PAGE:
Inuktitut Inuit's Language In Modern Inuit Communities In Northern Canada Term Paper

Length: 10 pages Sources: 10 Subject: Native Americans Type: Term Paper Paper: #41276203 Related Topics: Mother Tongue, Second Language Acquisition, Year Round School, Aboriginal
Excerpt from Term Paper :

Inuktitut in Modern Inuit Communities in Northern Canada

The role of language in identity construction of the Inuit in Nunavik (Quebec, Canada), which nourishes the evolution of their ethno-territorial movement in the eastern Canadian Arctic, had been around since the 1970s. This paper is an analysis of the legal-political context of the Quebec State then enables the detachment of the cornerstones of its policy speech in general, and finally those with respect to the indigenous population, in particular to the Inuit language.

There are eight major Inuit communities: those of the LABRADOR, the UNGAVA, and the BAFFIN, of Iglulik, the CARIBOU, of Netsilik and Copper as well as the Inuit of the Western Arctic (which replaced MACKENZIE INUIT). There are five main dialects Inuit in Canada Inuvialuktun, Inuinnaqtun, Inuktitut and inuttut grouped under a single language, Inuktitut or Inuktitut. (McGrath 2007) At the last census, 70% of Inuit said they knew the Inuit language and almost two thirds said that Inuktitut as their mother tongue (first language). (Steckley 2008)

It is in Nunavik and Nunavut, Inuktitut is the most used, and nine out of ten Inuit speak in that language. By comparison, 27% of Inuit of Nunatsiavut and 20% of Inuit in the Inuvialuit region speak this language. Although the use of this language is common among the Inuit, the number of people who speak it gradually declined, prompting the Inuit Tapiriit Kanatami and the federal and territorial governments to develop a curriculum Inuktitut in schools.

The Inuit are a people of hunters and gatherers who traditionally move from one camp to another, depending on the season. (Paver 2008) The broad regional groupings were used randomly divided into smaller seasonal groups: winter camps, called "bands," bringing together a hundred people, and summer hunting groups, which comprise less than a dozen. Each band was identified by a place and a name relating thereto, the Arvirtuurmiut Peninsula Booth was called "eating baleen whales." (McGrath 2007)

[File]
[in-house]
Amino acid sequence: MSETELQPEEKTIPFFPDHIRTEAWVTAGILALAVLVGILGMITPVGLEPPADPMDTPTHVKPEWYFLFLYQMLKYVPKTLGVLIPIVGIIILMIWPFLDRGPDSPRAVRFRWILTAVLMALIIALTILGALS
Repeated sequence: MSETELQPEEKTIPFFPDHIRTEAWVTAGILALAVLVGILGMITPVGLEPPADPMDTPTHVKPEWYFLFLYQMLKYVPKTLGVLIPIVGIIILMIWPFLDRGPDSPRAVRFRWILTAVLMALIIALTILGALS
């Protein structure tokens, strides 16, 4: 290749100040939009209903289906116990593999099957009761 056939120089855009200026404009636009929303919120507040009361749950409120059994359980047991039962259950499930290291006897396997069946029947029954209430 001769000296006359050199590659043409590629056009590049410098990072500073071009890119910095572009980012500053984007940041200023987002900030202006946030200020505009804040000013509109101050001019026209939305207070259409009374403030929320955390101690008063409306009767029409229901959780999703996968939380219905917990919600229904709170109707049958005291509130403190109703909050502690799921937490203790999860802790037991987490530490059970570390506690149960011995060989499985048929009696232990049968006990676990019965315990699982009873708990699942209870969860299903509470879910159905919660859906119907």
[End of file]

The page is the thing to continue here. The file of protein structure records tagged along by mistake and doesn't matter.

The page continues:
Today, the fruits, vegetables and milk are too expensive, are rare and their freshness is poor, as they must be transported long distances before arriving in northern communities. However, game, marine mammals and berries abound, so many Inuit share some of the fruits of the hunt, caribou, duck and whaling and fishing and berry picking. (Steckley 2008) A 2005 report shows that almost all Inuit Nunaat of adult derive their livelihood from this food. Game, marine mammals and berries remain an important food source for many Inuit, almost all families Nunaat (96%) that food barter with other households.

Since the beginning of its settlement, 4000 years ago, the emergence of new people has always enriched the cultural life of the Arctic. The ancestors of the Inuit, whose culture is similar to that of Inuppiats (northern Alaska), the Katladlits (Greenland) and Yuit (Siberia and western Alaska), arrived 1050 years ago. From the eleventh century, VIKINGS influence of an unknown magnitude of the Inuit. (Paver 2008)

The successive arrival of explorers, whalers, traders, missionaries, scientists and other irreversibly alter their culture. As these people want to trade and need guidance and show them how to survive, the Inuit are actively involved in the development of the North. (Paver 2008) Despite the changes made by the Inuit themselves over the last three centuries and the abandonment of certain customs, and Inuit culture still raises more than ever an important realization. Inuit retain their cultural identity through language, cultural customs ancestral attitudes and behaviors as well as the INUIT ART, which has a great reputation.

In North, Inuktitut remains one of the most vibrant indigenous languages, although its use is declining. Some Inuit are learning as a second language. (Hauser et al. 2010) In the 2006 Census, 32,200 Inuit, 64% of this population reported Inuktitut as their mother tongue, down 4 percentage points since 1996. Mother tongue is the first language learned at home in childhood and still understood today. (Eber 2008)

The proportion of Inuit who speak Inuktitut most often at home also decreases. In 2006, about 25,500 Inuit (50% of the population of this group) reported Inuktitut as the language spoken most often at home, down 8 percentage points from 1996. (Eber 2008) Some Inuit learning Inuktitut as a second language. Approximately 11,100 Inuit youth aged 14 and under, 63% of this population had Inuktitut as their mother tongue. (King et al. 2005)

Approximately 12,200 Inuit (69%) mastered the language...